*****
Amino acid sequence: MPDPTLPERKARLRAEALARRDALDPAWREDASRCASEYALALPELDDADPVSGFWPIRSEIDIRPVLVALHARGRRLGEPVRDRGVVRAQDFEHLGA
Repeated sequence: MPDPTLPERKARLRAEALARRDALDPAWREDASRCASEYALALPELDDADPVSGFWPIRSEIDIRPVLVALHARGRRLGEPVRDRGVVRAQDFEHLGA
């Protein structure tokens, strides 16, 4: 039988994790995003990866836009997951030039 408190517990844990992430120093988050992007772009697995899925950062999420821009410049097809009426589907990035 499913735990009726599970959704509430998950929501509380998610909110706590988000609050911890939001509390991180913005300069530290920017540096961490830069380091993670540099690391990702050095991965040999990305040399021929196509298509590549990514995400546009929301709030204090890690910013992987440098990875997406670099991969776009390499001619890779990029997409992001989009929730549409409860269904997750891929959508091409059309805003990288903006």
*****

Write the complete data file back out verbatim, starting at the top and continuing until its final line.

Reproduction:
Amino acid sequence: MPDPTLPERKARLRAEALARRDALDPAWREDASRCASEYALALPELDDADPVSGFWPIRSEIDIRPVLVALHARGRRLGEPVRDRGVVRAQDFEHLGA
Repeated sequence: MPDPTLPERKARLRAEALARRDALDPAWREDASRCASEYALALPELDDADPVSGFWPIRSEIDIRPVLVALHARGRRLGEPVRDRGVVRAQDFEHLGA
């Protein structure tokens, strides 16, 4: 039988994790995003990866836009997951030039 408190517990844990992430120093988050992007772009697995899925950062999420821009410049097809009426589907990035 499913735990009726599970959704509430998950929501509380998610909110706590988000609050911890939001509390991180913005300069530290920017540096961490830069380091993670540099690391990702050095991965040999990305040399021929196509298509590549990514995400546009929301709030204090890690910013992987440098990875997406670099991969776009390499001619890779990029997409992001989009929730549409409860269904997750891929959508091409059309805003990288903006």